Etymology
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terra incognita (n.)
"unknown or unexplored region," 1610s, Latin, literally "unknown land," from terra "earth" (from PIE root *ters- "to dry") + fem. of incognito.
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terra firma (n.)

c. 1600, "part of the Italian mainland ruled by Venice," from Modern Latin terra firma, literally "firm land," from Latin terra "earth, land" (from PIE root *ters- "to dry") + firma, fem. of firmus "strong, steadfast" (from suffixed form of PIE root *dher- "to hold firmly, support"). Meaning "the land" (as distinct from "the sea") is first attested 1690s. Hakluyt and Sandys also used English firm (n.) to mean "the firm land, the mainland, terra firma."

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dog days (n.)

"period of dry, hot weather at the height of summer," 1530s, from Latin dies caniculares, the idea, though not the phrase, from Greek; so called because they occur around the time of the heliacal rising of Sirius, the Dog Star (kyōn seirios). Noted as the hottest and most unwholesome time of the year; often reckoned as July 3 to August 11, but variously calculated, depending on latitude and on whether the greater Dog-star (Sirius) or the lesser one (Procyon) is reckoned.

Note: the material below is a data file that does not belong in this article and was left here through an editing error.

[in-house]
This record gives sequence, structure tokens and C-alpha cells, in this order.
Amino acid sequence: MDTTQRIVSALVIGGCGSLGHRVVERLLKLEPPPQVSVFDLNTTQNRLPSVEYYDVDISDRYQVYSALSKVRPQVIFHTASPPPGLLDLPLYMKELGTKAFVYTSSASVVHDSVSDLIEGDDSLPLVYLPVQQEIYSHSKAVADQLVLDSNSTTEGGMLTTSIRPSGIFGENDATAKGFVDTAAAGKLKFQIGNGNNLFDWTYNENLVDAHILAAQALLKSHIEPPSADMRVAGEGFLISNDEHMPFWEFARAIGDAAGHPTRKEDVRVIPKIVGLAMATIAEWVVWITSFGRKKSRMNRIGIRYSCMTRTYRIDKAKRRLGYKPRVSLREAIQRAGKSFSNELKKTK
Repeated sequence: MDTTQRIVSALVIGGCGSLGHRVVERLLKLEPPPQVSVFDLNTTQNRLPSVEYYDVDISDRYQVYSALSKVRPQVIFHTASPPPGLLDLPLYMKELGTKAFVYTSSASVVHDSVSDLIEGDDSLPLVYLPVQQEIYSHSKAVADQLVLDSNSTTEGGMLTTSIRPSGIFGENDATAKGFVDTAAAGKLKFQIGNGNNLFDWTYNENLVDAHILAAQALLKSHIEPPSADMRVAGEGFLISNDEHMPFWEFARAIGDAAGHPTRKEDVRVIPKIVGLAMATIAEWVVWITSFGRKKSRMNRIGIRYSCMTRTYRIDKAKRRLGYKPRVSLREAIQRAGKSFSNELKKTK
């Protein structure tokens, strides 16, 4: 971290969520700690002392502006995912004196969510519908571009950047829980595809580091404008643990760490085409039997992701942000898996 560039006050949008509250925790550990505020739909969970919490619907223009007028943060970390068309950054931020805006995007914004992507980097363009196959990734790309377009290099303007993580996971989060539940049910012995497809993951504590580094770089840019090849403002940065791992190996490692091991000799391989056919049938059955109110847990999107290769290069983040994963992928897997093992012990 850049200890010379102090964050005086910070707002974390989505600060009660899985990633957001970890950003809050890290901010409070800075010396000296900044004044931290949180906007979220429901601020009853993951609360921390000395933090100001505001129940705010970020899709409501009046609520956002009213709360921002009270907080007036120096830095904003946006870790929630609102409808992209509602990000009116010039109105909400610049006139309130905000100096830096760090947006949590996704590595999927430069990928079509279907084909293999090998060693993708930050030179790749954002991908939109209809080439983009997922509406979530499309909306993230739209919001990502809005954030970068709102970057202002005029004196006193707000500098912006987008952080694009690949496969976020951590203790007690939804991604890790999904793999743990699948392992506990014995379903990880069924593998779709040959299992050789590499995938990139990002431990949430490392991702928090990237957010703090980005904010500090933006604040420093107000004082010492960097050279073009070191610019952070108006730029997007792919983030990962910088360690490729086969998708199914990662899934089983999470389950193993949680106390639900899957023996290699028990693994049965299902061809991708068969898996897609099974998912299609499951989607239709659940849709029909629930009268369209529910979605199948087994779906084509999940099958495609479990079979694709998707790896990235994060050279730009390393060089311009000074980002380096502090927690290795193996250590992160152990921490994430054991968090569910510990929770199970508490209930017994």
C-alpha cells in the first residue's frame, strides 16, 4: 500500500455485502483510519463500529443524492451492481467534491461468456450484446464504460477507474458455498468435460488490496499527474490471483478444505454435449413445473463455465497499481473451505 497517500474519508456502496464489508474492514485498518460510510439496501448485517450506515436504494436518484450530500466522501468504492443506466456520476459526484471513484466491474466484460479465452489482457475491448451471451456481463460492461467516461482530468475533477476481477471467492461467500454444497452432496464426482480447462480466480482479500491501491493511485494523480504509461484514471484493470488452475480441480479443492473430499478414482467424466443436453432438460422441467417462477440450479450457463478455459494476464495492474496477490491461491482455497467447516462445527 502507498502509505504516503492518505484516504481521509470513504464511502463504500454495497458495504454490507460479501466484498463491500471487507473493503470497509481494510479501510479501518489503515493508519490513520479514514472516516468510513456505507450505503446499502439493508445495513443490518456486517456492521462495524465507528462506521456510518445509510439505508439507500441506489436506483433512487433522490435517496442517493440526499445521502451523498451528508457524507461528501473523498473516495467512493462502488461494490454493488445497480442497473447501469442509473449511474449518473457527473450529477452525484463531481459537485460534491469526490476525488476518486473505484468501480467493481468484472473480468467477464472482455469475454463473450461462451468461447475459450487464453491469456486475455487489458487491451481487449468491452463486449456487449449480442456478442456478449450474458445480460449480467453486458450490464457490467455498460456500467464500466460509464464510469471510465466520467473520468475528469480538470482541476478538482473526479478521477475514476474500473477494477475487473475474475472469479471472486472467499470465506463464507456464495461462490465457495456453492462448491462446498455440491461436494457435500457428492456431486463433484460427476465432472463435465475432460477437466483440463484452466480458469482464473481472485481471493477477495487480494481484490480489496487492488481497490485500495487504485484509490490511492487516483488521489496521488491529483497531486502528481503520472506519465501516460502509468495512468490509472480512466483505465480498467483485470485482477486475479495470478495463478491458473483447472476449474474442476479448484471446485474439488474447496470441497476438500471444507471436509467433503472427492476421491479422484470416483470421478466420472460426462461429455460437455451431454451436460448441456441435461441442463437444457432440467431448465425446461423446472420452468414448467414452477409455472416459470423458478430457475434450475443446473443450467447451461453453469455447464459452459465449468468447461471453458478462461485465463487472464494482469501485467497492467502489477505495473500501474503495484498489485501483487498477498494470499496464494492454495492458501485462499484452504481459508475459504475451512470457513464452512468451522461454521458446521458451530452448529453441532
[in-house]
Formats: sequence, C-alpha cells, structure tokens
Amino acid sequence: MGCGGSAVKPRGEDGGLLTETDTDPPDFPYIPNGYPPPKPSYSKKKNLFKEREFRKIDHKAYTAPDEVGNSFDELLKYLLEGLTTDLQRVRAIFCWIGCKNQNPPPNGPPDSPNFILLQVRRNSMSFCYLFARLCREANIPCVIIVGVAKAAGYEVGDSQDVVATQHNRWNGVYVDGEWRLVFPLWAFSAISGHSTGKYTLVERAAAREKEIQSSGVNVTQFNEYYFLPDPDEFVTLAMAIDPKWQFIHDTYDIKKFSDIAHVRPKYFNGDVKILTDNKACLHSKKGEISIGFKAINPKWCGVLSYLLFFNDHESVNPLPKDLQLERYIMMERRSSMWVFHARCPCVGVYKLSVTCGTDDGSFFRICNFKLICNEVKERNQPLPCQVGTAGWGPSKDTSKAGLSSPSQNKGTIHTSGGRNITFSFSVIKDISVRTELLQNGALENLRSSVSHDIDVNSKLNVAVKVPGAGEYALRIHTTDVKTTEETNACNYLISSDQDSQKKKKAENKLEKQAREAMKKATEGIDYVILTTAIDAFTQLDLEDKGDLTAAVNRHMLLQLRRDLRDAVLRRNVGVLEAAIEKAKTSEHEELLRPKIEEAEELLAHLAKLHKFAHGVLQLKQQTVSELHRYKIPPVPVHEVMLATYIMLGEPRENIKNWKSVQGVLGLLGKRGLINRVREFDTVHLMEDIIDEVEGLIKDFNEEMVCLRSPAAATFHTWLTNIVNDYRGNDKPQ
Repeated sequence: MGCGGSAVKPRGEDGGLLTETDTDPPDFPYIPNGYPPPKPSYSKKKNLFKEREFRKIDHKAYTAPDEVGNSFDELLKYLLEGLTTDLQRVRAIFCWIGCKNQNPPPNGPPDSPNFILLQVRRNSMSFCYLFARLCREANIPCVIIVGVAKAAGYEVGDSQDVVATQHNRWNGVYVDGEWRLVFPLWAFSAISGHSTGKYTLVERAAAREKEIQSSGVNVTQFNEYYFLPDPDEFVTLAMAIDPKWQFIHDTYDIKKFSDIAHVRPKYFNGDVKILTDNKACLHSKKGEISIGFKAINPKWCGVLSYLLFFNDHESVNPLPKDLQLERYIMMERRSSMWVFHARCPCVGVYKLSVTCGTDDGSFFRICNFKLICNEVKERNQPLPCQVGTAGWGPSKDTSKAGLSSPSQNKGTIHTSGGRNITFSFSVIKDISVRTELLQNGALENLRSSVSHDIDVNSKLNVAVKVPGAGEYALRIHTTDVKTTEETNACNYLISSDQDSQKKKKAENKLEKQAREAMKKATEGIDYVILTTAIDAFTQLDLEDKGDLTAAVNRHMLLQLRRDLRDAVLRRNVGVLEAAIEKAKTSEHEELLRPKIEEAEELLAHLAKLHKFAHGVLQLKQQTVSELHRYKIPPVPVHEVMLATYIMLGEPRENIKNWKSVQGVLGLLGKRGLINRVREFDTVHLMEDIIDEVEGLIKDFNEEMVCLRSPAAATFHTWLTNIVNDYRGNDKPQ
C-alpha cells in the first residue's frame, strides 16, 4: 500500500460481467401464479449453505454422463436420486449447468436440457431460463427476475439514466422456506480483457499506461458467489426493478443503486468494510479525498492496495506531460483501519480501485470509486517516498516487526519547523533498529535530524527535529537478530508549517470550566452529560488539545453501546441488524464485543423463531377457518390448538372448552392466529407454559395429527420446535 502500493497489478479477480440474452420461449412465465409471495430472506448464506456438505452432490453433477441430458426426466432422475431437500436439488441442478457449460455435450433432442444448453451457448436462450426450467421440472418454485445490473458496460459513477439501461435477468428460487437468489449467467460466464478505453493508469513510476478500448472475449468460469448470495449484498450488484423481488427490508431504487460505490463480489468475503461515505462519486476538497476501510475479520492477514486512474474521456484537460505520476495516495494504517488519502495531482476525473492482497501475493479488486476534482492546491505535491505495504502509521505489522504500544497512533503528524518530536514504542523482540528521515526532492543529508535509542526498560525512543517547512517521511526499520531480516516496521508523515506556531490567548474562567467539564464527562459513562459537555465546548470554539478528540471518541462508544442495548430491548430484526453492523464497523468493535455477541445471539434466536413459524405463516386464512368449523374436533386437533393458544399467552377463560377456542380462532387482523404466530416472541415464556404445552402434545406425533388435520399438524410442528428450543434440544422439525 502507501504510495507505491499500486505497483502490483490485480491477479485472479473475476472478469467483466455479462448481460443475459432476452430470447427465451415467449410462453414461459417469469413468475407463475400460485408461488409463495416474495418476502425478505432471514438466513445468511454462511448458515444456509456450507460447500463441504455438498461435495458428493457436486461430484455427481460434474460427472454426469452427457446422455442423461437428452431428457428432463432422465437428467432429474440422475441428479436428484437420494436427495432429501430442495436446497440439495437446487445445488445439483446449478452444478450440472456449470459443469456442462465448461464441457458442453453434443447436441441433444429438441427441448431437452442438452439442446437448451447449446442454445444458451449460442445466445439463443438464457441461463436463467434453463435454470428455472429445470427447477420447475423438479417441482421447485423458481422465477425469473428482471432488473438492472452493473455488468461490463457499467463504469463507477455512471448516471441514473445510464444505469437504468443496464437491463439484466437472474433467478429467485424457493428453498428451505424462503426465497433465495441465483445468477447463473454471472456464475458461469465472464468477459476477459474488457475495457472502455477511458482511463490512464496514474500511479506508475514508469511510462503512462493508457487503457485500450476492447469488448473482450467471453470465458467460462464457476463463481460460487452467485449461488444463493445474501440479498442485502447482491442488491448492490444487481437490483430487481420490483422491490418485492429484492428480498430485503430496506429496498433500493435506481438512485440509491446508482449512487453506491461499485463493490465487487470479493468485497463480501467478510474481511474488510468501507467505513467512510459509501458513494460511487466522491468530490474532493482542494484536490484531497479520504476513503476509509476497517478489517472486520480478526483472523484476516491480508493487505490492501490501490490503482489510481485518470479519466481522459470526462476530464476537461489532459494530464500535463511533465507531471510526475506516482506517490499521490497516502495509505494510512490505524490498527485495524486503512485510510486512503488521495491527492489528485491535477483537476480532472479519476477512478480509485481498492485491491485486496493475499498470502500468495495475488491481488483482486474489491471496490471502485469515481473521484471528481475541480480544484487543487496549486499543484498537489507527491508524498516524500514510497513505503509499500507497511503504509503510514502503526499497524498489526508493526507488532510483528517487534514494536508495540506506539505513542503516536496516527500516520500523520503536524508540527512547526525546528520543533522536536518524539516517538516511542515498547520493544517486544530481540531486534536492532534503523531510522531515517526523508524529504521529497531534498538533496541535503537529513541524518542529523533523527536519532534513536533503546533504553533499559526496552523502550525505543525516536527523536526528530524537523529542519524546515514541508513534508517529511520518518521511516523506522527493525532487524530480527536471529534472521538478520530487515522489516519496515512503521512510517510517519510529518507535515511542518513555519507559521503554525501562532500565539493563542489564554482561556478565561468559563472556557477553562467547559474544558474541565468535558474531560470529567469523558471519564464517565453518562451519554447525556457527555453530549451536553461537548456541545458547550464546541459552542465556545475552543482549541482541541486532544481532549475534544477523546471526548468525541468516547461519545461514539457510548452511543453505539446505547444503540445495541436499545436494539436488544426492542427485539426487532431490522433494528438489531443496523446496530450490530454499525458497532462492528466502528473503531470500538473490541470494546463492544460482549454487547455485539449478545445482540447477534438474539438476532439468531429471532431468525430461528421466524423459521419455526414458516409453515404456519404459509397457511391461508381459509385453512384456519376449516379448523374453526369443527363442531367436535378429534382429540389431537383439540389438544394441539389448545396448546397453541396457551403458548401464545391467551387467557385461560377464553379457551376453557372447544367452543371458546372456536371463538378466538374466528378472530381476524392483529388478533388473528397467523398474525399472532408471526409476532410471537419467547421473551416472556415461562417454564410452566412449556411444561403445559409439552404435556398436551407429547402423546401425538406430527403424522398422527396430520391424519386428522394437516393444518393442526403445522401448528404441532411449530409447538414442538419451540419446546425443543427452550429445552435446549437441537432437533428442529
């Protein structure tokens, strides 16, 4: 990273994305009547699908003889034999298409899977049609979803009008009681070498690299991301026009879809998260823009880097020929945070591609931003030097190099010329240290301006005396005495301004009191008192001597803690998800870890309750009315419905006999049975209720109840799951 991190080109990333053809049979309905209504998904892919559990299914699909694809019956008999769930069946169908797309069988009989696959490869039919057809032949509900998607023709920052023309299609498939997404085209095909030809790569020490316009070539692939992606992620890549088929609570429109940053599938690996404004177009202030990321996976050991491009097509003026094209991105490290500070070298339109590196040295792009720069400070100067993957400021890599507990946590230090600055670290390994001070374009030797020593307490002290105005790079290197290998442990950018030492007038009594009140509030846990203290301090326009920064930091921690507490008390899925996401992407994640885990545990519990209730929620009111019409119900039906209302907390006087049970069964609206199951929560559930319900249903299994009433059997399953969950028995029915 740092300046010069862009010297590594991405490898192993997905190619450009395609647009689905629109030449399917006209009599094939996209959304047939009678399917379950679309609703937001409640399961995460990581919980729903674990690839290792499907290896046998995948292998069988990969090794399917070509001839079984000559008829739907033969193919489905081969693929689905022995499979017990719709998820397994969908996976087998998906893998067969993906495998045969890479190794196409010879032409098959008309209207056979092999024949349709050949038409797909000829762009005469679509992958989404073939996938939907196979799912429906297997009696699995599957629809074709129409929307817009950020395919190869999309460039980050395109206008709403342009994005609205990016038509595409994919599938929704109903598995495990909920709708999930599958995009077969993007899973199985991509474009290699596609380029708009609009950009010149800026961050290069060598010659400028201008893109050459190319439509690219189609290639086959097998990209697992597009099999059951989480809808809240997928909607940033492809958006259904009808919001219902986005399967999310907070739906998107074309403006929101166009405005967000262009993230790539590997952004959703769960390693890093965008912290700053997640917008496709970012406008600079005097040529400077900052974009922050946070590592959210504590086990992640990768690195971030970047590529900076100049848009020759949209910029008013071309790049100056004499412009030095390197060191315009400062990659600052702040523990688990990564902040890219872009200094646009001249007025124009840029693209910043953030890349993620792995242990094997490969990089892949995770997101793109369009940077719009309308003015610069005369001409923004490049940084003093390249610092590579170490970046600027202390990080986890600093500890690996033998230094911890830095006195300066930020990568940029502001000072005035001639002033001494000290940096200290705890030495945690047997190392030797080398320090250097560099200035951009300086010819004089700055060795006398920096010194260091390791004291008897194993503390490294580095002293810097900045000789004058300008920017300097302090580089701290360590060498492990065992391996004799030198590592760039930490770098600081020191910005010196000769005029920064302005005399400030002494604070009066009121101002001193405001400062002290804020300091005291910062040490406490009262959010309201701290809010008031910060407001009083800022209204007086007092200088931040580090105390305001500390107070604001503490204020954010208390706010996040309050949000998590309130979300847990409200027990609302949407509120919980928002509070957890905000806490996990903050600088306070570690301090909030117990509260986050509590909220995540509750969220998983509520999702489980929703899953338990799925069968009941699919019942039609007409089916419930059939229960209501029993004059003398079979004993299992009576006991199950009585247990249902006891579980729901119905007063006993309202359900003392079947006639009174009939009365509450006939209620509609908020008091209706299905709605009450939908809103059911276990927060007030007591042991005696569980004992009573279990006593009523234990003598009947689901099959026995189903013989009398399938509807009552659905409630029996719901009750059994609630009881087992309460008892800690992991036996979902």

The heliacal rising of Sirius has shifted down the calendar with the precession of the equinoxes; in ancient Egypt c. 3000 B.C.E. it coincided with the summer solstice, which also was the new year and the beginning of the inundation of the Nile. The "dog" association apparently began here (the star's hieroglyph was a dog), but the reasons for it are now obscure.

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